It's well known that when it comes to fictional fight scenes, what looks exciting and cool is far more important than what would be effective in real life. That's where Weapon Twirling comes in, because Everything Is Better With Spinning. It's visually interesting and looks like it may be difficult to pull off, and is thus cool. It's also used when a character would otherwise be standing idly, since someone just standing around with a weapon isn't as interesting as that person doing fancy tricks with that weapon. In some instances, spinning weapons are used to block projectiles or create wind attacks. In fencing and sabre, spinning your sword is called a moulinet, and is used to move a parry to a circular cut, although you'll rarely see it used this way in fiction. It is also used to warm up before a match, which may be where creators got the idea. Outside of special circumstances, however, spinning your weapon tends to leave you open to attacks, since your control of your weapon is compromised. Deconstructions and parodies will have the fancy twirling interrupted with an attack to demonstrate this. If the weapon twirling is being used show off before an attack, probably with the intent to intimidate, it's also Intimidation Demonstration. Can also overlap with Unorthodox Sheathing. Supertrope of Gun Twirling. Subtrope of Everything's Better with Spinning.
Examples[[foldercontrol]] [[folder:Anime and Manga]]
- Soul Eater: Every single Meister in this series seems to love doing this. It may or may not aid with Soul Resonance or not, but it sure looks cool and eats up a few seconds of screen time.
- In Bleach the third seat of squad 8 tries to intimidate Chad with some quick swordplay, and just gets punched in the face.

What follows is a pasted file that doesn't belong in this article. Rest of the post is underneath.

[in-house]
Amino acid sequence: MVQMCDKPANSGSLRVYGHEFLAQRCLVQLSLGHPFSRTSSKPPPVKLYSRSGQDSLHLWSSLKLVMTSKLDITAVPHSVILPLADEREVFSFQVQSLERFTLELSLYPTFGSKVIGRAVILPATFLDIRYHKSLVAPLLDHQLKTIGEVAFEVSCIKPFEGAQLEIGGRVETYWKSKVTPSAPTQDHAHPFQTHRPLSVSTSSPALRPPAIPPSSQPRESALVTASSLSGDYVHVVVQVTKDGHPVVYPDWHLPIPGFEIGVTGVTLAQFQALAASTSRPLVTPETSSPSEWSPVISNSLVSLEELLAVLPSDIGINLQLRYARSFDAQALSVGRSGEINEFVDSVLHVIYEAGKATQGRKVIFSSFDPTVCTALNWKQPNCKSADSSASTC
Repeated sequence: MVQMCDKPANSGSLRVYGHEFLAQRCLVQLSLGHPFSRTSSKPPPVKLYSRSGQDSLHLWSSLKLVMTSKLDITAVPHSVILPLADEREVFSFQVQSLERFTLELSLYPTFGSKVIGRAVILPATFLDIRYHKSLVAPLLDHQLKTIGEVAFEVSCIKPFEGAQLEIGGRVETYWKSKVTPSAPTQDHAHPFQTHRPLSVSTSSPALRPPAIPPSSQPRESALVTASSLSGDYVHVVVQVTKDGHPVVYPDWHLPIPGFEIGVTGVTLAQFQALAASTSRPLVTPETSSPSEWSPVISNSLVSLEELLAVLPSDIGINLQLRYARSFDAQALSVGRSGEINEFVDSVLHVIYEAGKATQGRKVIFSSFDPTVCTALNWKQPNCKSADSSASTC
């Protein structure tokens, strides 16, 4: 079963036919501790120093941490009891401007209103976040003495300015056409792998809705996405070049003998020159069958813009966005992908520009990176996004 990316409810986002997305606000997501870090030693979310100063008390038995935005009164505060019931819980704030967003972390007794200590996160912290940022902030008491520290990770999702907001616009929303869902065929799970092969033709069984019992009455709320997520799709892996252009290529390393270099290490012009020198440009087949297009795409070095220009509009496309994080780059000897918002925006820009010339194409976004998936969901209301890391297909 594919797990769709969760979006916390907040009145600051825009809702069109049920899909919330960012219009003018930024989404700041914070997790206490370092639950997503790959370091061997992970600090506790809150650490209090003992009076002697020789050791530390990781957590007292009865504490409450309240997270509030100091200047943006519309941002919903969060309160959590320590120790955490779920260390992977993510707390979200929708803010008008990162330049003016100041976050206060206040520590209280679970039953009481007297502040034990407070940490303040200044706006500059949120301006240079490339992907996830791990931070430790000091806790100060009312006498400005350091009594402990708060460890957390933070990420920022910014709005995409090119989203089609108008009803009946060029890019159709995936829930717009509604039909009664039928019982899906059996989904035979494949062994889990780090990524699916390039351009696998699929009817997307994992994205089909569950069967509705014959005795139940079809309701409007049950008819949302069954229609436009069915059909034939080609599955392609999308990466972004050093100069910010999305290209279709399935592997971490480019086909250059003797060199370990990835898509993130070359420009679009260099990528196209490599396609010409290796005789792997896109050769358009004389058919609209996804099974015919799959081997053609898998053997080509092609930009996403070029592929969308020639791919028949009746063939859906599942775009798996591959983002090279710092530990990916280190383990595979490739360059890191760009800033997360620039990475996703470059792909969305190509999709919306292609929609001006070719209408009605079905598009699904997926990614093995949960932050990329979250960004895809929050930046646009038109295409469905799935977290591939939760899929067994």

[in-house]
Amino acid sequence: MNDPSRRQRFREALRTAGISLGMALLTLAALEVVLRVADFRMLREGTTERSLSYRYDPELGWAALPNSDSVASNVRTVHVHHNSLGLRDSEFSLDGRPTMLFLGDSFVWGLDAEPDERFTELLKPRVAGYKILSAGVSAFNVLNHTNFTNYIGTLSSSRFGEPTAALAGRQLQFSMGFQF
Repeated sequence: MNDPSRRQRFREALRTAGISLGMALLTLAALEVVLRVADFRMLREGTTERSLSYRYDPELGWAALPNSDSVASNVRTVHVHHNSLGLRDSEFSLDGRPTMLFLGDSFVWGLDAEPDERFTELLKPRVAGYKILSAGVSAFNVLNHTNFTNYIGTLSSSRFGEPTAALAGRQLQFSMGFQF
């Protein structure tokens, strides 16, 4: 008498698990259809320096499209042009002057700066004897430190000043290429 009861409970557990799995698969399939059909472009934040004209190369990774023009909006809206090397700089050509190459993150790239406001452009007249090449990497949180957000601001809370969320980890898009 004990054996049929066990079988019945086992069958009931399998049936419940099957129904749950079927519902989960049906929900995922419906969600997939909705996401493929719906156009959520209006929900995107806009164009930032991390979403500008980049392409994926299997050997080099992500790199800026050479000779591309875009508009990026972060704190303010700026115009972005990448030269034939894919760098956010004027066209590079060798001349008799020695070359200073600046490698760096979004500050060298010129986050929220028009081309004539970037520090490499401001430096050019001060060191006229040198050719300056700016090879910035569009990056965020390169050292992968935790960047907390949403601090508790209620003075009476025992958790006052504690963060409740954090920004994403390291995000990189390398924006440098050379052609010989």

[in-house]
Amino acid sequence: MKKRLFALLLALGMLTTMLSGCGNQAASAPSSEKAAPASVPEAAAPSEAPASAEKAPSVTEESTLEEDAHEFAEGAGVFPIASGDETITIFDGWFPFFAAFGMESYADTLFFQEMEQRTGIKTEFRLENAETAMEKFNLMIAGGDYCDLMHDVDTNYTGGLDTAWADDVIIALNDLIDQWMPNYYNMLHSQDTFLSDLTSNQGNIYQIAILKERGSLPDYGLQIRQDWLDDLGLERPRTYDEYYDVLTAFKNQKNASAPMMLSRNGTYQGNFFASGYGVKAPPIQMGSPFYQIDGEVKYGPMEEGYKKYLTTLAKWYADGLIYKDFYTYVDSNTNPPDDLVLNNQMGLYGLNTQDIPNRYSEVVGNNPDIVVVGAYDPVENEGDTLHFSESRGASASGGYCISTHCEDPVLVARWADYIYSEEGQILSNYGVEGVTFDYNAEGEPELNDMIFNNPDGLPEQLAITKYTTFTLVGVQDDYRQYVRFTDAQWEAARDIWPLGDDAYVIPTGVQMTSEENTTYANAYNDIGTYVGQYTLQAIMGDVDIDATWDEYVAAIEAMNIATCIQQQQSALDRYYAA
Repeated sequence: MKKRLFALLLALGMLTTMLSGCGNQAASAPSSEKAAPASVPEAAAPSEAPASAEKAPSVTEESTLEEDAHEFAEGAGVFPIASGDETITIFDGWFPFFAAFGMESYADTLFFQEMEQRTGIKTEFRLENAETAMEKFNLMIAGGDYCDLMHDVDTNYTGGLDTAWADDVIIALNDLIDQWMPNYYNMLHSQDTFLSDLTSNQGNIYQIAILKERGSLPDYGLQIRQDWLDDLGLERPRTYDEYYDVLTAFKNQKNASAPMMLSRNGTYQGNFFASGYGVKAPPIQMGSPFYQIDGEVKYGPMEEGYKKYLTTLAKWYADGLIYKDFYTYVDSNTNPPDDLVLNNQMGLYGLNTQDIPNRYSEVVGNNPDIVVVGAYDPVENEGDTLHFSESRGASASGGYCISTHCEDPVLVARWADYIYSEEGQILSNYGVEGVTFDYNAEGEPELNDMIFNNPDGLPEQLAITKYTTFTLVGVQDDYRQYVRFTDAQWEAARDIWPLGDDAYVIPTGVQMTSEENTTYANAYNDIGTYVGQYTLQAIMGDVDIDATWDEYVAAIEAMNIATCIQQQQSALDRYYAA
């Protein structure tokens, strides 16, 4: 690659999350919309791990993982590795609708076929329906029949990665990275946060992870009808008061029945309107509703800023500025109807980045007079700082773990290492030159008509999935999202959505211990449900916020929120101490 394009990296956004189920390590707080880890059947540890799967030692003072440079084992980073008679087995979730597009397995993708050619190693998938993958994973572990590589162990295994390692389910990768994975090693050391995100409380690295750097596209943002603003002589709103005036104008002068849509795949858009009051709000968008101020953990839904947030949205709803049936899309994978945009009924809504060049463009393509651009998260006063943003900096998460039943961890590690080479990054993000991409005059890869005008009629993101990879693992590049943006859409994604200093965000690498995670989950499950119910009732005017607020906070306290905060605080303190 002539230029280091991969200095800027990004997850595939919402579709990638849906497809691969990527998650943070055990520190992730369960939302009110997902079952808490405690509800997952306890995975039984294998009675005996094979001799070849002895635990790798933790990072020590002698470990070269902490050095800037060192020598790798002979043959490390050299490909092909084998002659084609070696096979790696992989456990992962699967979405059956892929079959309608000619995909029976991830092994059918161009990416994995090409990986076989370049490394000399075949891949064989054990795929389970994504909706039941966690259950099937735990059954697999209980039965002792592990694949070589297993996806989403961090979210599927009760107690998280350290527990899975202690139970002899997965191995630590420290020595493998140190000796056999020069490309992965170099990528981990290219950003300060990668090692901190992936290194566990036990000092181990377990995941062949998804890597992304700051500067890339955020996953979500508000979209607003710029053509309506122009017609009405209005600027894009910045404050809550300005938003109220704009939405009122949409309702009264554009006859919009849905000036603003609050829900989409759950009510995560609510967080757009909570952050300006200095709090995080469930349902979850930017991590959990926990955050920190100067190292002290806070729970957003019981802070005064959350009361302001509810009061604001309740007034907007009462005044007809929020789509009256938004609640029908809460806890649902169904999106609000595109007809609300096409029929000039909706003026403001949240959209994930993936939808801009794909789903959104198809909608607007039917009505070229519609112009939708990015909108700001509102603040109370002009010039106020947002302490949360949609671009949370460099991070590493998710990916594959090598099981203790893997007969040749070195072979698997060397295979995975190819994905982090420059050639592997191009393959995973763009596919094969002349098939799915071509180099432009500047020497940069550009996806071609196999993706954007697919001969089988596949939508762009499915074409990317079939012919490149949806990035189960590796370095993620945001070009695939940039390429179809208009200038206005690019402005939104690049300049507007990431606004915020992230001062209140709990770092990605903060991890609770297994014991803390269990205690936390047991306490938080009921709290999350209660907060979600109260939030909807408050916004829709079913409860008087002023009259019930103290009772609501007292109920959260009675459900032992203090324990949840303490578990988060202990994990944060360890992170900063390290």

- Riddick does some knife-twirling in The Chronicles of Riddick.
- In The Fellowship of the Ring, Boromir twirls his sword a few times while waiting for the goblin horde to break into Balin's Tomb in Moria.
- The infamous scene in Raiders of the Lost Ark where a swordsman shows off and Indy just shoots him.
- On Buffy the Vampire Slayer, Buffy would often twirl a stake for effect.
- Whenever there are swords out on Merlin, somebody twirls one at least once.
- In Knights of the Old Republic, there is a "Flourish Weapon" ability mapped to a key, and can be used to spin blasters, swords, and lightsabers(!) around dangerously. Including the double-bladed lightsabers.
- In both Super Smash Bros. and The Legend of Zelda: Twilight Princess, Link sword twirls after every major kill. In the games you can use it as a taunt.
- Final Fantasy
- Kingdom Hearts: In the original, at the Coliseum, Sora will imitate the victory dances of Cloud and Squall, this is the result.
- Darwin twirls his sword before sheathing it in Chaos Rings II.
- In Avatar: The Last Airbender, Aang is fond of doing this with his glider staff. Since he can use it to create wind attacks, it's also Justified.
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